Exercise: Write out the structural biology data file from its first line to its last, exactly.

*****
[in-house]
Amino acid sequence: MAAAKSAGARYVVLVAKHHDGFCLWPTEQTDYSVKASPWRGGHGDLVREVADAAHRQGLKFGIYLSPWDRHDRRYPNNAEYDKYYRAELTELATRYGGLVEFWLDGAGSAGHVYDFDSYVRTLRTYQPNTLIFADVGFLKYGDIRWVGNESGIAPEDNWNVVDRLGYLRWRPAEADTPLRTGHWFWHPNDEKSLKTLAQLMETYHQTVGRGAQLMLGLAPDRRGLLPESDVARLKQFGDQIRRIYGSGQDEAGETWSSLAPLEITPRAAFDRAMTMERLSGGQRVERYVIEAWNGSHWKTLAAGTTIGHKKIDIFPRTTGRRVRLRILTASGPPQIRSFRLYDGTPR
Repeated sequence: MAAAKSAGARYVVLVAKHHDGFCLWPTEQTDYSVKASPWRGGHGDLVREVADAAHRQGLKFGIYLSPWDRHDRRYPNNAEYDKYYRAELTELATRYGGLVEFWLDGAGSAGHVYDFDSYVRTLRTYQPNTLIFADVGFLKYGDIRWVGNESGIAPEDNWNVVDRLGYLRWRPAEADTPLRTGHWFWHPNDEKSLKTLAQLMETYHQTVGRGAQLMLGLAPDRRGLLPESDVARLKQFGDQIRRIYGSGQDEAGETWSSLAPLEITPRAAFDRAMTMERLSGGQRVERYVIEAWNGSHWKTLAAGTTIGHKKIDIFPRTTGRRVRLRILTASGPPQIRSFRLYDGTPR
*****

[in-house]
Amino acid sequence: MAAAKSAGARYVVLVAKHHDGFCLWPTEQTDYSVKASPWRGGHGDLVREVADAAHRQGLKFGIYLSPWDRHDRRYPNNAEYDKYYRAELTELATRYGGLVEFWLDGAGSAGHVYDFDSYVRTLRTYQPNTLIFADVGFLKYGDIRWVGNESGIAPEDNWNVVDRLGYLRWRPAEADTPLRTGHWFWHPNDEKSLKTLAQLMETYHQTVGRGAQLMLGLAPDRRGLLPESDVARLKQFGDQIRRIYGSGQDEAGETWSSLAPLEITPRAAFDRAMTMERLSGGQRVERYVIEAWNGSHWKTLAAGTTIGHKKIDIFPRTTGRRVRLRILTASGPPQIRSFRLYDGTPR
Repeated sequence: MAAAKSAGARYVVLVAKHHDGFCLWPTEQTDYSVKASPWRGGHGDLVREVADAAHRQGLKFGIYLSPWDRHDRRYPNNAEYDKYYRAELTELATRYGGLVEFWLDGAGSAGHVYDFDSYVRTLRTYQPNTLIFADVGFLKYGDIRWVGNESGIAPEDNWNVVDRLGYLRWRPAEADTPLRTGHWFWHPNDEKSLKTLAQLMETYHQTVGRGAQLMLGLAPDRRGLLPESDVARLKQFGDQIRRIYGSGQDEAGETWSSLAPLEITPRAAFDRAMTMERLSGGQRVERYVIEAWNGSHWKTLAAGTTIGHKKIDIFPRTTGRRVRLRILTASGPPQIRSFRLYDGTPR